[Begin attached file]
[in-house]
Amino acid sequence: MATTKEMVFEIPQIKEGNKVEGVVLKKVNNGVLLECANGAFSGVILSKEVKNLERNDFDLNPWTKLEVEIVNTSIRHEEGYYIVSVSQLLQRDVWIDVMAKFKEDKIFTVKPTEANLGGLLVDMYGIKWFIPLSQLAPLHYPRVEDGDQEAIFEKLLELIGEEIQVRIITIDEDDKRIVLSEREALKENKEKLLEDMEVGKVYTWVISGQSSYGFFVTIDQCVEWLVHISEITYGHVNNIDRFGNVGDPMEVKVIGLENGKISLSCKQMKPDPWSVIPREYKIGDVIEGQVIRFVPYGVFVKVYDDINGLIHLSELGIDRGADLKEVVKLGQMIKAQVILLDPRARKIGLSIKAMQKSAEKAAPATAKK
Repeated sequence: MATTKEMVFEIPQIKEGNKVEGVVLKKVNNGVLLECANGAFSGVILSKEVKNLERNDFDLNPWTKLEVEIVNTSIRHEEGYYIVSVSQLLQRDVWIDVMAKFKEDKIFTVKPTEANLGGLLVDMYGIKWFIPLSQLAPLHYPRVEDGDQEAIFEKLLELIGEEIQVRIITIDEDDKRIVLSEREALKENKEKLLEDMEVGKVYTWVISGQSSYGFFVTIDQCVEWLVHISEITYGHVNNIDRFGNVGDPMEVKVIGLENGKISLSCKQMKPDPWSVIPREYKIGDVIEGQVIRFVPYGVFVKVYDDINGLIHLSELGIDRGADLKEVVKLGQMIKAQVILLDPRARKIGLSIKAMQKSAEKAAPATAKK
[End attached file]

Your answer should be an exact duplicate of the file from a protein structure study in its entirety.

[in-house]
Amino acid sequence: MATTKEMVFEIPQIKEGNKVEGVVLKKVNNGVLLECANGAFSGVILSKEVKNLERNDFDLNPWTKLEVEIVNTSIRHEEGYYIVSVSQLLQRDVWIDVMAKFKEDKIFTVKPTEANLGGLLVDMYGIKWFIPLSQLAPLHYPRVEDGDQEAIFEKLLELIGEEIQVRIITIDEDDKRIVLSEREALKENKEKLLEDMEVGKVYTWVISGQSSYGFFVTIDQCVEWLVHISEITYGHVNNIDRFGNVGDPMEVKVIGLENGKISLSCKQMKPDPWSVIPREYKIGDVIEGQVIRFVPYGVFVKVYDDINGLIHLSELGIDRGADLKEVVKLGQMIKAQVILLDPRARKIGLSIKAMQKSAEKAAPATAKK
Repeated sequence: MATTKEMVFEIPQIKEGNKVEGVVLKKVNNGVLLECANGAFSGVILSKEVKNLERNDFDLNPWTKLEVEIVNTSIRHEEGYYIVSVSQLLQRDVWIDVMAKFKEDKIFTVKPTEANLGGLLVDMYGIKWFIPLSQLAPLHYPRVEDGDQEAIFEKLLELIGEEIQVRIITIDEDDKRIVLSEREALKENKEKLLEDMEVGKVYTWVISGQSSYGFFVTIDQCVEWLVHISEITYGHVNNIDRFGNVGDPMEVKVIGLENGKISLSCKQMKPDPWSVIPREYKIGDVIEGQVIRFVPYGVFVKVYDDINGLIHLSELGIDRGADLKEVVKLGQMIKAQVILLDPRARKIGLSIKAMQKSAEKAAPATAKK